Two or three leaves?

Published 23 May 14

Piers Badnell, DairyCo technical extension officer, explains why the three leaf grazing rule does not always apply at this time of year.

The grass plant has three live leaves; beyond this, the first grown leaf dies as a new leaf appears. When this happens stalk length increases and overall quality starts to decline. The first leaf is the smallest, with about 15% of yield of the plant, the second provides 40% of the yield, and the third is the largest with 45% of yield (Lee et al, 2010 Grasslands Conference). 

Grazing at three leaves ensures quantity at the time and quality in the future, as the plant has recovered from previous grazings by the second leaf stage and has the resources for its next round of growth.

But, at this time of year, with fantastic growing conditions, the leaves are very big (insert pictures) It probably measures well over 3,000kg DM/ha on the plate meter. This makes it very difficult for a cow to graze to a good residual, which we know is imperative to grow quality in the next round.

So you should stick at the 2,800kg DM/ha cover. Two leaves as an entry and accept the potential loss of the third leaf and 45% of the yield. In reality, if cows are unable to utilise the grass, we are not really loosing anything.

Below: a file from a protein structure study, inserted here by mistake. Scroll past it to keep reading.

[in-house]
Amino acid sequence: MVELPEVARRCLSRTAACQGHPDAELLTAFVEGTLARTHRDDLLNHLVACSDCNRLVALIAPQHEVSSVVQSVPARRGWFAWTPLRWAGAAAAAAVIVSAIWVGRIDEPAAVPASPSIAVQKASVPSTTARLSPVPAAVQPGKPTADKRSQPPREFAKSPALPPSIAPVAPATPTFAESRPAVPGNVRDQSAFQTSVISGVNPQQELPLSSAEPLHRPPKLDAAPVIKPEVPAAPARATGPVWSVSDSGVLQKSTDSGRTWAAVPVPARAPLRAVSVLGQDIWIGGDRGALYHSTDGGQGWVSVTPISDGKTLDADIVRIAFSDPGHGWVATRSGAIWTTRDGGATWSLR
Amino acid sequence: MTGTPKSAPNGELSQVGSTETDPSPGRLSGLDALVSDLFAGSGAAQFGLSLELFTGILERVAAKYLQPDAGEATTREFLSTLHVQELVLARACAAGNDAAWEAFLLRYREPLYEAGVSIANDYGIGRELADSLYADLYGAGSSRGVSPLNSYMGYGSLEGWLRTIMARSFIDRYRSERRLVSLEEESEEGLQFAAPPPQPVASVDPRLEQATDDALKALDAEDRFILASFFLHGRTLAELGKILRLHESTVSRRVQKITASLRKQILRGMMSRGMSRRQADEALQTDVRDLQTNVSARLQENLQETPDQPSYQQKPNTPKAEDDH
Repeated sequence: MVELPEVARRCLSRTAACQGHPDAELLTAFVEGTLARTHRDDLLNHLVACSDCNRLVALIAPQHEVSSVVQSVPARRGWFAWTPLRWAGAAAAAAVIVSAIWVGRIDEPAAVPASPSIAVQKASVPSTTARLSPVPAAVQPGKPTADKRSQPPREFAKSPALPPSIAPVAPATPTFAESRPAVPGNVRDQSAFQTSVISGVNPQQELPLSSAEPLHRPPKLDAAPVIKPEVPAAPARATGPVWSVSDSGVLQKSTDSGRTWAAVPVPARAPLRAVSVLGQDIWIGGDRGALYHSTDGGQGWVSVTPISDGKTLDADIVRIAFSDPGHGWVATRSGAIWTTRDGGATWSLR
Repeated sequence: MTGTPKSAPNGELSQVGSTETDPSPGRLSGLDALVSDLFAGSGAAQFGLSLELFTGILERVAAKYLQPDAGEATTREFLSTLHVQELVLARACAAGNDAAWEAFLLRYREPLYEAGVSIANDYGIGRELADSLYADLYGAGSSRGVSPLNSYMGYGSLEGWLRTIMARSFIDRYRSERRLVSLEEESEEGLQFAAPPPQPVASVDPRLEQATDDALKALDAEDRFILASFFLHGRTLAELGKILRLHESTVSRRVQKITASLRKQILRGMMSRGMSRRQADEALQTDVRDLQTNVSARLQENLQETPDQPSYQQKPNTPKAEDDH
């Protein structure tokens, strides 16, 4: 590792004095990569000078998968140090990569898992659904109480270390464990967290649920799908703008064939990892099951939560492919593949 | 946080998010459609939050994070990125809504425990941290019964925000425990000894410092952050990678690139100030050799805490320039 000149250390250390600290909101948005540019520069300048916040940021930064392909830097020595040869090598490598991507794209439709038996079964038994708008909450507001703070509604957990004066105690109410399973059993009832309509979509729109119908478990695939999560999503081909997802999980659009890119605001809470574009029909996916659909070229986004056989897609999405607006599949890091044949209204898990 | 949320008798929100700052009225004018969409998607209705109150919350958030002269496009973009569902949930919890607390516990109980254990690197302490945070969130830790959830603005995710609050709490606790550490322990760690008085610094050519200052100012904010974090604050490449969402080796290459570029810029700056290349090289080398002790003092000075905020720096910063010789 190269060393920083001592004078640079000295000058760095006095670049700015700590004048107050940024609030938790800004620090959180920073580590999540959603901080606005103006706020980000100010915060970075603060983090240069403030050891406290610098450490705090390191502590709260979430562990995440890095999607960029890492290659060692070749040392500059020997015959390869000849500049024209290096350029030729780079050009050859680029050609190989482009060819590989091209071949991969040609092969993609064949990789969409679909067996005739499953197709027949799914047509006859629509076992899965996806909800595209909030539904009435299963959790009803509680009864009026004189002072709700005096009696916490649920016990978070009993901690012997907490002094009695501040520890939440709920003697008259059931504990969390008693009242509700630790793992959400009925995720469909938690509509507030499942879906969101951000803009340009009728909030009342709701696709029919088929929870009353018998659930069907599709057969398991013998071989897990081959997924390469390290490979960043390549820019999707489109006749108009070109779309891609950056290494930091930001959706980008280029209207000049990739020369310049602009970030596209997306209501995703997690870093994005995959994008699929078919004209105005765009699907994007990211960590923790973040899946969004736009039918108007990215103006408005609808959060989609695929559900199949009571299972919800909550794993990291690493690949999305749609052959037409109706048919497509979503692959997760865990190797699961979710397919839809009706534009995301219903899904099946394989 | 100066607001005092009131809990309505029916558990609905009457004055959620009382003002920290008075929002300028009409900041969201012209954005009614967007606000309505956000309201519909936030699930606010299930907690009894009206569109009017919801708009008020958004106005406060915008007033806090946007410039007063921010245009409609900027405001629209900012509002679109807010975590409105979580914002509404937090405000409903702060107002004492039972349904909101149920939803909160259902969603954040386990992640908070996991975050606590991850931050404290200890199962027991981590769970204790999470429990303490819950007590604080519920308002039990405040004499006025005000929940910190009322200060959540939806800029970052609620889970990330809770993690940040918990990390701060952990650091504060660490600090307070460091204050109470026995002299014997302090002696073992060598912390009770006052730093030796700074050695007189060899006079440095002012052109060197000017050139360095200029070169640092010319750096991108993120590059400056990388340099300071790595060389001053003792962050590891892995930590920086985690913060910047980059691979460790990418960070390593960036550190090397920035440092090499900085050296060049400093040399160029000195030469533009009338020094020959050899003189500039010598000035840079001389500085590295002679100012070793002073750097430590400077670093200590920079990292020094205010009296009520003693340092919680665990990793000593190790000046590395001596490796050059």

Therefore, when leaves are big and growth is good, grazing at two leaves is fine. An exception to this may be if you are pre-mowing and wilting, as the mower cuts the residual needed, rather than having to rely on the cows to graze down so hard.

As we head towards July, reducing growth rates and a dry summer will also slow down growth and reduce leaf size. At this point, you need to extend the rotation to take account of this drop. It is very easy at this time of year not to react quickly enough and to bite too hard into the wedge. When this happens, it is very difficult to get back into balance.

You need to slow the rotation quickly, so that at this point the plant definitely has three leaves and you can utilise that 45% of yield in the third leaf. Go too early or quickly and you could be grazing at two leaves and, by default, accelerating and exaggerating the slow up in growth, baring out the farm. Extend the round early and get the full potential to take you through the dry period.

During dry times, still aim to hit 1,500kg DM/ha residual as leaving too much means excess grass can act as a straw to dry out ground even quicker.

The key is knowing how the plant grows, measure monitor and plan. Ryegrass performs when worked hard, but hard in the right way.